Which of these is correct? This is in the context of buying a surprise gift for someone and you think your gift is hilarious.

I bought myself a hilarious one!

or

I bought myself an hilarious one!

I’ve been saying both so many times that neither makes sense to me anymore.

marked as duplicate by FumbleFingers, Peter Shor , user66974, James Waldby - jwpat7, choster Jul 29 '14 at 14:00

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  • 1
  • They're both used (although "a hilarious" is more common). – Peter Shor Jul 29 '14 at 13:30
  • Note particularly this answer in the original question. Being British (and having listened to Jeremy Paxman for at least a couple of decades), I'm quite familiar with an historic (in writing, and in speech even where the /h/ is aspirated), but I've never read an hilarious, and never heard it except in Cockney-style aitch-dropping speech. – FumbleFingers Jul 29 '14 at 13:37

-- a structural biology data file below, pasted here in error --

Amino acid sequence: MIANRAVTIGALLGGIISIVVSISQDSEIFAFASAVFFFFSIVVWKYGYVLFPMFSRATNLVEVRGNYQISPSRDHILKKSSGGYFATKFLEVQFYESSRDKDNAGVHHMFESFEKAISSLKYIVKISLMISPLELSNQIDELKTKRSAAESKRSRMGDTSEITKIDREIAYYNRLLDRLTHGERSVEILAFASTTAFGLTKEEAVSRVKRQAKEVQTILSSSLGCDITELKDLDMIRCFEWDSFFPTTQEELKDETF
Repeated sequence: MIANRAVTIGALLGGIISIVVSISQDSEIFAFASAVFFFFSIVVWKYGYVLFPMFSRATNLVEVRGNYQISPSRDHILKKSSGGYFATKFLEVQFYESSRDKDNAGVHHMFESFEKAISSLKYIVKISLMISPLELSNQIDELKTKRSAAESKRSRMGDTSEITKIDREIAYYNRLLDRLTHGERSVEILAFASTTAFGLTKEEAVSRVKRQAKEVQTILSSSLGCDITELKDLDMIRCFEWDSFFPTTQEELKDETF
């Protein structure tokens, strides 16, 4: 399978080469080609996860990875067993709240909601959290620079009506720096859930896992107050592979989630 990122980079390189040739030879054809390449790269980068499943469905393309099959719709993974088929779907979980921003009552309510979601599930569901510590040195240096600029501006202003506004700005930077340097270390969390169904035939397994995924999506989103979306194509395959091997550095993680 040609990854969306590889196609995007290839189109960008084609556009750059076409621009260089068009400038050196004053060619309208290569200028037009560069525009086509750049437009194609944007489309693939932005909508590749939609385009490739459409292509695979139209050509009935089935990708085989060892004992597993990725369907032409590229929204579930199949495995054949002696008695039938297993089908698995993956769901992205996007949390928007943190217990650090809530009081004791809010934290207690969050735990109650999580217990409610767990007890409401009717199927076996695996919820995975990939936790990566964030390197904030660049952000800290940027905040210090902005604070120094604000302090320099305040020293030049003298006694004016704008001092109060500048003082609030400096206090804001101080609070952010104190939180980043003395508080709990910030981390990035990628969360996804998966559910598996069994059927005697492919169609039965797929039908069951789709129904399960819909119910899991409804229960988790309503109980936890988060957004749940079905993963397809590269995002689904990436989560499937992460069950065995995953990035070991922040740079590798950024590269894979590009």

up vote 2 down vote accepted

Based on LDOCE, the pronunciation of the word is: /hı'leəriəs -'ler-/ and that /h/ is actually pronounced, and is NOT silent like the h in the word "hour". So you must use the indefinite article a, rather than an, because what you hear at the beginning of the word, is a consonant sound, rather than a vowel one.

a hilarious story


Note: This is unrelated to your example, but it's worth mentioning: I've seen "a HTC phone" on Irish/British newspapers several times, and the first time, I just blamed the editors for not being careful with proofreading things before publishing, and it took me a bit of time to recognize that the way they'd say that letter in British English is /heıtʃ/, that actually contains that /h/ in the beginning, where in American English that would be "an HTC phone"!

  • Excellent, Thanks Neeku, much appreciated. – Daft Jul 29 '14 at 13:26
  • Re: the HTC phone --It seems like it should be the other way around. – Chris Sunami Jul 29 '14 at 14:13
  • Whooops! How did I make that mistake?! Thanks @ChrisSunami. Edited it. (: – Neeku Jul 29 '14 at 14:14

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